Lo and behold, Bruce Kimmel has done it again. It seems every few weeks he’s going to push me further and further into the poor house with one of his now-essential limited edition cast album releases. This year has brought forth two different recordings of Promises, Promises and now his label Kritzerland has reissued the long out-of-print Sugar, the 1972 musical adaptation of the all-time classic Some Like It Hot. I first heard the score about six years ago, just as a good friend of mine was preparing to audition for the show at his college.
Some Like It Hot is one of the funniest movies ever made, with three iconic performances from Jack Lemmon, Tony Curtis and an endearingly blowsy Marilyn Monroe under the superb direction of Billy Wilder. Comedian Joe E. Brown got one of his most famous roles – and one of the most famous last lines in film history – as the ultra wealthy, mother-worshiping Osgood Fielding, Jr. who sets his sights on Lemmon’s character. It ranks #1 on the AFI’s list of all-time comedies and is one of those rare films that only gets funnier and funnier with repeat viewings. A musical version was not much of a surprise; producer David Merrick was already responsible for smash hit Promises, Promises based on Wilder’s The Apartment.
However, the critical response wasn’t as enthusiastic for Sugar. There were troubles out of town and there were constant changes being made. But there was some bad blood between composer Jule Styne, lyricist Bob Merrill and director-choreographer Gower Champion (who were all fresh from the out-of-town failure Prettybelle). The show did, however, play well to audiences and managed a respectable 505 performance run, turning a modest profit. The show made its London premiere in 1992 starring Tommy Steele, revised and reverted back to the film’s title. Most recently, a 2002 national tour went out with Tony Curtis graduating into the Joe E. Brown role.
The score isn’t on par with Gypsy, or even for that matter, Subways Are for Sleeping or Darling of the Day. But even lesser Jule Styne is better than most – it’s ripe with fun, tuneful melodies that speak to old-school musical comedy. Ultimately, I don’t think a musical adaptation was particularly necessary – how can you improve on a popular classic? But that doesn’t mean the album doesn’t make for a fun listen. Things gets off to a marvelous start with a smashing overture, an amusing opener “Penniless Bums” and a rip-roarin’ burlesque showstopper “The Beauty That Drives Men Mad,” in which the duo make their first appearance in their alter ego drag. Robert Morse, from all reports, offered a comic tour de force onstage (in the Lemmon role) that folks still recall fondly. He registers best, particularly his half of the genial “We Could Be Close” (he does get some of the best lyrics).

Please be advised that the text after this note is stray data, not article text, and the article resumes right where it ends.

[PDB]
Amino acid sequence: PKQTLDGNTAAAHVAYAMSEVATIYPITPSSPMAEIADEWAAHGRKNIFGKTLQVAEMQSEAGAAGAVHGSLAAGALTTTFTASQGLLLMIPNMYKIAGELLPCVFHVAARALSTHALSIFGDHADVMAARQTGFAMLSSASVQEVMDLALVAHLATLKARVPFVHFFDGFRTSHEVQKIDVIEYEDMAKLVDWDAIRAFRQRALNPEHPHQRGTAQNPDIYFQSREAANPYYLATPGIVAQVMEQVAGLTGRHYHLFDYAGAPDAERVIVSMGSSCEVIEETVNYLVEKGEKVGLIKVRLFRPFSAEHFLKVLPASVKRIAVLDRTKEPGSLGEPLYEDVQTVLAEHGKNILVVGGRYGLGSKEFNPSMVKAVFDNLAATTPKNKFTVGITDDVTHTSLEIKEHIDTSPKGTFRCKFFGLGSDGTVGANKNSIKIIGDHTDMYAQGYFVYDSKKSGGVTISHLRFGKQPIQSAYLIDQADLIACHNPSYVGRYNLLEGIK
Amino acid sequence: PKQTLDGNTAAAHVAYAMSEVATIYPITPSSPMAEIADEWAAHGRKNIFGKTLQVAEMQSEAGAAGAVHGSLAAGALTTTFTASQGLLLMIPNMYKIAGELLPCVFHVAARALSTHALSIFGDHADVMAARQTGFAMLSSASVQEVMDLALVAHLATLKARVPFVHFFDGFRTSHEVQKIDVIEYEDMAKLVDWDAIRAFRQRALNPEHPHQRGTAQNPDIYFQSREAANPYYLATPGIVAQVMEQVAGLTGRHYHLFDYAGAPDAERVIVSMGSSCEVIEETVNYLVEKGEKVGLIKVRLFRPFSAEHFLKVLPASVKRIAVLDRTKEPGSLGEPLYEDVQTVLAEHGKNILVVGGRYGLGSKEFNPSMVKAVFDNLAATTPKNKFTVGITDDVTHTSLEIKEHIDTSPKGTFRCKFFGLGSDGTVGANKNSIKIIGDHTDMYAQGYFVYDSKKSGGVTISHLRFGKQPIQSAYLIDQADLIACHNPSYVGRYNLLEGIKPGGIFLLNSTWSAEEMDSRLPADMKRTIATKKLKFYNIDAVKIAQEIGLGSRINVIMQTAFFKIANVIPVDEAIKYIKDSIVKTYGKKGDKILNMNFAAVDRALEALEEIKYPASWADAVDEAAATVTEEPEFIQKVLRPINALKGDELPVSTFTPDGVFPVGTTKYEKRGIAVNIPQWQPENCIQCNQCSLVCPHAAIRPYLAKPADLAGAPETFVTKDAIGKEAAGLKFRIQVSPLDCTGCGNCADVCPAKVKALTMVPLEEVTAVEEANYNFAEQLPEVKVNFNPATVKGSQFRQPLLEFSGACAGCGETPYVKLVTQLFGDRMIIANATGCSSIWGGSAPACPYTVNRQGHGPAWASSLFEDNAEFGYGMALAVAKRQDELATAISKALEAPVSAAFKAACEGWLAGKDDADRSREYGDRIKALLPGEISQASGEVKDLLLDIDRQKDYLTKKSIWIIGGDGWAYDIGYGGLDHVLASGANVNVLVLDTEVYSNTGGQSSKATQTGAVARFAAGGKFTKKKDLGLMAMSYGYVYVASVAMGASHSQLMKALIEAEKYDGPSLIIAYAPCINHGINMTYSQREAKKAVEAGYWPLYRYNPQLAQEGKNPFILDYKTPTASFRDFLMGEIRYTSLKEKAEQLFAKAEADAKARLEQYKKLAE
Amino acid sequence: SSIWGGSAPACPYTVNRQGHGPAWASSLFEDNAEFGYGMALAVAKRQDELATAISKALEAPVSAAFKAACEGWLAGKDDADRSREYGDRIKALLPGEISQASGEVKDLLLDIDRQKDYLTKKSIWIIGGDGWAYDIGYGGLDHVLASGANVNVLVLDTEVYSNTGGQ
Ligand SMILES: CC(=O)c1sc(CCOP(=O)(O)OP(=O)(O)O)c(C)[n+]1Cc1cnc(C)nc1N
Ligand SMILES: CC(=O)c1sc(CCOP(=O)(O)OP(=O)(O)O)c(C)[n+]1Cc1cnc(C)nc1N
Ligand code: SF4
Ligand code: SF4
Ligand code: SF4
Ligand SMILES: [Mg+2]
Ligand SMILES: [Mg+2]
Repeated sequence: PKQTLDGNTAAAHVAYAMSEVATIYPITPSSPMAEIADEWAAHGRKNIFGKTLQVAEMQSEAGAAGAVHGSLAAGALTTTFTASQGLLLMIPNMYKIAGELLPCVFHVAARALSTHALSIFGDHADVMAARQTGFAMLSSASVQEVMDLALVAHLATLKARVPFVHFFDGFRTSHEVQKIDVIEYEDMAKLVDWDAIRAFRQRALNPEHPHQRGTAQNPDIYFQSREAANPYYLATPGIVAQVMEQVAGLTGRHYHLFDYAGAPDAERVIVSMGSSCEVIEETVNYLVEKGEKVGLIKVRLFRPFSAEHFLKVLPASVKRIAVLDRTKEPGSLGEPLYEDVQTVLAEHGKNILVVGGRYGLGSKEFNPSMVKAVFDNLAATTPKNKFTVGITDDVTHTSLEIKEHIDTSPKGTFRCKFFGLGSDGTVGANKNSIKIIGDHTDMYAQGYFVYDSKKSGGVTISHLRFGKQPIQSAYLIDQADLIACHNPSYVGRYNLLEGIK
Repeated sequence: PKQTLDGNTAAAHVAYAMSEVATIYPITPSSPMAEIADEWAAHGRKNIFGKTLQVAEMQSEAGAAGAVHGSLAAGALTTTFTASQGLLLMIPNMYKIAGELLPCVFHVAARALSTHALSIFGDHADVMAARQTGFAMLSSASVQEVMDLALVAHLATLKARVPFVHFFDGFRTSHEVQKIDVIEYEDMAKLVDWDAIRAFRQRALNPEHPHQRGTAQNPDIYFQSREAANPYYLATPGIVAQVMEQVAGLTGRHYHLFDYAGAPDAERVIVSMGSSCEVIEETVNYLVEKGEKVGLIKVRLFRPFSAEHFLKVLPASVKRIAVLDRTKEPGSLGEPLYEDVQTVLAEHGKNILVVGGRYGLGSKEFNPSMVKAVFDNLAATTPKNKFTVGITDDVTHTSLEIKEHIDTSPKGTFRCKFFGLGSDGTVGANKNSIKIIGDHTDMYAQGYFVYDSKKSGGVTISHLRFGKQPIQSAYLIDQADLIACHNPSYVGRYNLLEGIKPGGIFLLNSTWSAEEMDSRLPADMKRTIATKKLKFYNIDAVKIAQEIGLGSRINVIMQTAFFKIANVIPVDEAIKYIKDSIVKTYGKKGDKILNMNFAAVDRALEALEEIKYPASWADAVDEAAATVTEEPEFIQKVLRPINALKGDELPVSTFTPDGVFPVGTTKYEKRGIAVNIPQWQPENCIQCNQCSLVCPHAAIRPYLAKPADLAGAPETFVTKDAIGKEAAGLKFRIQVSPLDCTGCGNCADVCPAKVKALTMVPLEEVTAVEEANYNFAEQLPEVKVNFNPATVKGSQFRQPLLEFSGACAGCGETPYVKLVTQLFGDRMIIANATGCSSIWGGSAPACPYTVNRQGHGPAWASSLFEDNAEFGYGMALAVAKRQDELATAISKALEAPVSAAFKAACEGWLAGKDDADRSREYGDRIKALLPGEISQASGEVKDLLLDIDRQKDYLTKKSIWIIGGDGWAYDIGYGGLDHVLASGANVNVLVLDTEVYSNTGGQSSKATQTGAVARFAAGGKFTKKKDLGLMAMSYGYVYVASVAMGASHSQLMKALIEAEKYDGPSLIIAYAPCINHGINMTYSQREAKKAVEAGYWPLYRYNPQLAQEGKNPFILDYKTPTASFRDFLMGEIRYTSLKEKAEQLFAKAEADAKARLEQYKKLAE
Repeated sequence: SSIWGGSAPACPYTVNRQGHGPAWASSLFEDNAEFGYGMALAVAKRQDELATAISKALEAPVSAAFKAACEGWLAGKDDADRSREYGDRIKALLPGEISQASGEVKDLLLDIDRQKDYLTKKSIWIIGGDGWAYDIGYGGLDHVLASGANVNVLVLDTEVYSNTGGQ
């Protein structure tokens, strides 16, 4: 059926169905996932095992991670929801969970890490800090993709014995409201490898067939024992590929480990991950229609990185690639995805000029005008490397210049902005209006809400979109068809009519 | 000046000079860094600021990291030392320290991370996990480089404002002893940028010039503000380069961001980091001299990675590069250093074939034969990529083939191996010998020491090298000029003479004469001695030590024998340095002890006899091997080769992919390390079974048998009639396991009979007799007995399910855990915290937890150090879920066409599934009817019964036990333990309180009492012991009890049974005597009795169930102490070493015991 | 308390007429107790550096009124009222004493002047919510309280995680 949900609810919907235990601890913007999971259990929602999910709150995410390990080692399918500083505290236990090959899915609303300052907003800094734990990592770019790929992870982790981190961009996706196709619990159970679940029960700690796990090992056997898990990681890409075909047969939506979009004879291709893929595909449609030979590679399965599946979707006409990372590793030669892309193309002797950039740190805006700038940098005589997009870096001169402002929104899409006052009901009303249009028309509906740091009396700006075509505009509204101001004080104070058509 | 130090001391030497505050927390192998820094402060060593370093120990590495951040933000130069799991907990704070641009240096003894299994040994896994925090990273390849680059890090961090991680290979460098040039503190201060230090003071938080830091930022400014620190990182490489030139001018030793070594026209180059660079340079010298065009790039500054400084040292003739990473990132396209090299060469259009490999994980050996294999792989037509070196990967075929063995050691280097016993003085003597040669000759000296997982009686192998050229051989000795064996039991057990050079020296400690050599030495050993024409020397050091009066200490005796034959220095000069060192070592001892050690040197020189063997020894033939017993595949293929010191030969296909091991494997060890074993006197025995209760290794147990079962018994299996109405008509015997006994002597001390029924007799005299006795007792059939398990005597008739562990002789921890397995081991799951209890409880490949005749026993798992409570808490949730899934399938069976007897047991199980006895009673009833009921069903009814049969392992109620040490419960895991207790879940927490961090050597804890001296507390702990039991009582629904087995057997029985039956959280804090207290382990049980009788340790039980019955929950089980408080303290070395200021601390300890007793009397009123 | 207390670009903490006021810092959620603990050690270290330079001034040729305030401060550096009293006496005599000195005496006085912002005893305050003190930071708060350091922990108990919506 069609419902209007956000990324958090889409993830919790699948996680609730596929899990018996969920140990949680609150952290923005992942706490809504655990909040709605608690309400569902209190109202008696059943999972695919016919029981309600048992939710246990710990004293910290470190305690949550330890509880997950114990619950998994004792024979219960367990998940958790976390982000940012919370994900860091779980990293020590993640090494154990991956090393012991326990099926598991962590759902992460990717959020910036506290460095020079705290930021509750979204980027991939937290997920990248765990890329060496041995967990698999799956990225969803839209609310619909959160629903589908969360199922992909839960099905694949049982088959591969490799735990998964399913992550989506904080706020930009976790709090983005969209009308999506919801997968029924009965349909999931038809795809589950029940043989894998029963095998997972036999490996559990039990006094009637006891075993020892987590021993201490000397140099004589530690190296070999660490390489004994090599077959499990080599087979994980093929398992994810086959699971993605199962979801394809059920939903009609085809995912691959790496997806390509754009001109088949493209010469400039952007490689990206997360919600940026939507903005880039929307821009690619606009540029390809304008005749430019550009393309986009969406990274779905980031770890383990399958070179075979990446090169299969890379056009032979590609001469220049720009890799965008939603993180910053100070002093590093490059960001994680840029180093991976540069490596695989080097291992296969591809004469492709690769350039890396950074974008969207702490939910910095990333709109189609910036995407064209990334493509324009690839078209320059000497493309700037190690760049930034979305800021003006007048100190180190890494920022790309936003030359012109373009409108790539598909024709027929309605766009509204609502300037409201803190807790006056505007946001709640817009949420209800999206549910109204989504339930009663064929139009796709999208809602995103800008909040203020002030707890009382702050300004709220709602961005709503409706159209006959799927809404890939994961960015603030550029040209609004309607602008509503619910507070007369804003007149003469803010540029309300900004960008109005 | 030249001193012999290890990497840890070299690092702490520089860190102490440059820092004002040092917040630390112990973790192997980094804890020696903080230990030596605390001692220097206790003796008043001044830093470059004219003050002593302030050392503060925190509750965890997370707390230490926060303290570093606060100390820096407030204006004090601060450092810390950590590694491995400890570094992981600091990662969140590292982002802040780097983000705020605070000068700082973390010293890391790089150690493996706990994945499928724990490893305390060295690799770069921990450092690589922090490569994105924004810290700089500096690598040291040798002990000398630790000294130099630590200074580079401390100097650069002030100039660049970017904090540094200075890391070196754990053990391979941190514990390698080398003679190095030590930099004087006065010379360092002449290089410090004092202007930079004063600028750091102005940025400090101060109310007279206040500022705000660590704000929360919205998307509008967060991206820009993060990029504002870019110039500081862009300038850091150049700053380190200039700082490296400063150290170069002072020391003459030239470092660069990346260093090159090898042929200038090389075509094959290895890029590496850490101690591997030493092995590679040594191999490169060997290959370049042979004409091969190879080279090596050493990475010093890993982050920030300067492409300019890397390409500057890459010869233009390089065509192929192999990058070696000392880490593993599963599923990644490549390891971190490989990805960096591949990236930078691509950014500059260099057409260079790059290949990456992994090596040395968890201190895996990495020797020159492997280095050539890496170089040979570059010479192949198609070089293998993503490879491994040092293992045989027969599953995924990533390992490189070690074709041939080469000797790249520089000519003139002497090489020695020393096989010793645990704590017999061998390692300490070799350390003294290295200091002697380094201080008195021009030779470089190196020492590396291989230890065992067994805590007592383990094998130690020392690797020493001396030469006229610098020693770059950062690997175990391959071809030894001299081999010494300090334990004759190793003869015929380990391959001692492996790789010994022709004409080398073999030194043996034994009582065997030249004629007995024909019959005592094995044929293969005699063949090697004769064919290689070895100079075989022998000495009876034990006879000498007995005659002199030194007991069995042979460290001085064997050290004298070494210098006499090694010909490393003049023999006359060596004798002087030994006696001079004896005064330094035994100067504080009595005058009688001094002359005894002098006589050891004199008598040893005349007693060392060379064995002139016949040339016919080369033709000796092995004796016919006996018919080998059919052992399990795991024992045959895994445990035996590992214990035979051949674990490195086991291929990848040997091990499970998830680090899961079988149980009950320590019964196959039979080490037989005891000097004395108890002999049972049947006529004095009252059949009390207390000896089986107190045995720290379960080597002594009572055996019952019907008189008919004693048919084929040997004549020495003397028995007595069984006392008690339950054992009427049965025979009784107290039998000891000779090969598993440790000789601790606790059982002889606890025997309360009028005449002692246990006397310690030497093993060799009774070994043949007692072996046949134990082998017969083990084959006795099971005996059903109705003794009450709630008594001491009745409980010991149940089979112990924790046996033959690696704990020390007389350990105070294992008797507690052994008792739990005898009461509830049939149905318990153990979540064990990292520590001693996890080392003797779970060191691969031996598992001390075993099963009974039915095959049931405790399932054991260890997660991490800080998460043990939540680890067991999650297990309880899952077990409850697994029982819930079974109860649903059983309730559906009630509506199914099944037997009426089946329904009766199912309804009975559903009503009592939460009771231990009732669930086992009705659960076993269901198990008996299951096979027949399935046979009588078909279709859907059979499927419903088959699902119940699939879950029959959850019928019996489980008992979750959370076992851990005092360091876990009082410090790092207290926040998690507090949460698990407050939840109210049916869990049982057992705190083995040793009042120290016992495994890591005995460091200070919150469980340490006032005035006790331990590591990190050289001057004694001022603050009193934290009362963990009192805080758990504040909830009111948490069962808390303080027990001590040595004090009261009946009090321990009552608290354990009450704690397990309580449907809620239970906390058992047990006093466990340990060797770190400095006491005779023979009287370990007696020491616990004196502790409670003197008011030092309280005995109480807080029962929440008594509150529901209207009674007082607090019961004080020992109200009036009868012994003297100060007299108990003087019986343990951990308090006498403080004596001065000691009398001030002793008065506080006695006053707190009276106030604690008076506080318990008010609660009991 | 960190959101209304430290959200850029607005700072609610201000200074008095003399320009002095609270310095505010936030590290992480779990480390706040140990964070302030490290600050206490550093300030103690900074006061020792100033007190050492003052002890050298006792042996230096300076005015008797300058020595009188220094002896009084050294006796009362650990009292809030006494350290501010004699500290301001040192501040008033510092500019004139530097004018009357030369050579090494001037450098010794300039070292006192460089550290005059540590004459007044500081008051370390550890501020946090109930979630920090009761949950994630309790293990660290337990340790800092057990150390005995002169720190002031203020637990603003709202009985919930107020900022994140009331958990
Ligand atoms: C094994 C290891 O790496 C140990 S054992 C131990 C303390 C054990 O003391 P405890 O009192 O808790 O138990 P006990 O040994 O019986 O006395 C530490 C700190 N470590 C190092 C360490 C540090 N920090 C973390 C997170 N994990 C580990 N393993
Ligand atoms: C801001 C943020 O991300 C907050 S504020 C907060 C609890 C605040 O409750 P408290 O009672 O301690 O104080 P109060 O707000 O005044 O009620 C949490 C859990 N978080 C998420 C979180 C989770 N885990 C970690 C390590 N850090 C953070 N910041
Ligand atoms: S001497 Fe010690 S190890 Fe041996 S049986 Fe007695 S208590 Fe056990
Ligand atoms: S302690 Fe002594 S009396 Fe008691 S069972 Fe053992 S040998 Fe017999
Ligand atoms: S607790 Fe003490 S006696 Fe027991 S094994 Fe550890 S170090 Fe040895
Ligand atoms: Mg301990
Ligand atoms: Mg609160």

Tony Roberts (stepping into the Curtis role) had some of the more serious and less memorable musical moments, including the ballad “It’s Always Love,” which to me feels like it was interpolated from another musical entirely. Elaine Joyce is pleasant, but has the unenviable task of trying to live up to Monroe’s legacy and cannot. Cyril Ritchard takes on the Joe E. Brown role of Osgood Fielding, Jr. His duet with Morse is hilarious. Sheila Smith, a reliable standby for Angela Lansbury (Mame), Elaine Stritch (Company) and several principle roles in Follies, has the opportunity to step into the limelight as the female bandleader.
The CD was original released by Rykodisc around the same time of the first CD release of Promise, Promises with similar aural deficiencies. The new release is another 2-disc special edition. The first disc is for purists, a cleaned up release of the original album mix. The second disc offers a remixed edition, bringing greater clarity to the performances, bringing out undiscovered colors in Phil Lang’s superb orchestration and bringing down the excessive reverb that was one of album producer Mitch Miller’s trademarks. (Speaking of Miller, don’t stop playing the second disc after the finale…there’s a surprise). The result is stunning. While I’ve known the score for five years, in a way it was like hearing it for the first time. Kimmel has written the accompanying liner notes, which delve into the show’s transition from screen to stage.
I’m always curious to hear Kimmel will bring out next. Almost all of the recent cast albums he has issued were originally United Artists record releases (now owned by MGM Records) and most are on CD for the first time. The original cast recording seems to become more and more of a niche market with each passing day. The sales of cast albums and the expense to produce them these days make it a risky endeavor. Some shows will recoup the costs, many don’t. Interest in many of the lost shows seems to be waning as avid collectors and show music enthusiasts seem to be disappearing. As someone who collects every show album I can get my hands on, I am always grateful when a new show gets recorded, but now I’m even more grateful when someone like Kimmel takes the initiative to bring out a show that has fallen into obscurity. (I do hope that he is able to release A Time for Singing).